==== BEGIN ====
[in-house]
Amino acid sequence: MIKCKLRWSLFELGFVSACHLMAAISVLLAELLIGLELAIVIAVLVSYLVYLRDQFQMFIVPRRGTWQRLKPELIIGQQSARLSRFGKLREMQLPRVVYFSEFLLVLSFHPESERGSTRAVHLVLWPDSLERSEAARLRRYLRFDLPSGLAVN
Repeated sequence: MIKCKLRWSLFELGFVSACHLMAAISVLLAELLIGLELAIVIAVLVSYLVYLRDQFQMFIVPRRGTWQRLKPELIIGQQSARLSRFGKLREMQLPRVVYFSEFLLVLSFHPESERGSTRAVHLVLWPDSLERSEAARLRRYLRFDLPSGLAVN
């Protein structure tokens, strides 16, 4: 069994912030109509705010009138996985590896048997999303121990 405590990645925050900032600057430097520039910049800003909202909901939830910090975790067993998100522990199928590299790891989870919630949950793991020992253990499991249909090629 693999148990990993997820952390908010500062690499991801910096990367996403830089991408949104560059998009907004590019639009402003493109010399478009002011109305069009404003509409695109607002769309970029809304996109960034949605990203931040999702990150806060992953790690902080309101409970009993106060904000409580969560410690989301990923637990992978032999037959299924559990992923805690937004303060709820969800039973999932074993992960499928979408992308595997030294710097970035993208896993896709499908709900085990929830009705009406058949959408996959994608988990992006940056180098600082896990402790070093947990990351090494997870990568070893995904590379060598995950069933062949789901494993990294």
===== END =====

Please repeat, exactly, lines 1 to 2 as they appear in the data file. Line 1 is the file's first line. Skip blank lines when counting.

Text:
[in-house]
Amino acid sequence: MIKCKLRWSLFELGFVSACHLMAAISVLLAELLIGLELAIVIAVLVSYLVYLRDQFQMFIVPRRGTWQRLKPELIIGQQSARLSRFGKLREMQLPRVVYFSEFLLVLSFHPESERGSTRAVHLVLWPDSLERSEAARLRRYLRFDLPSGLAVN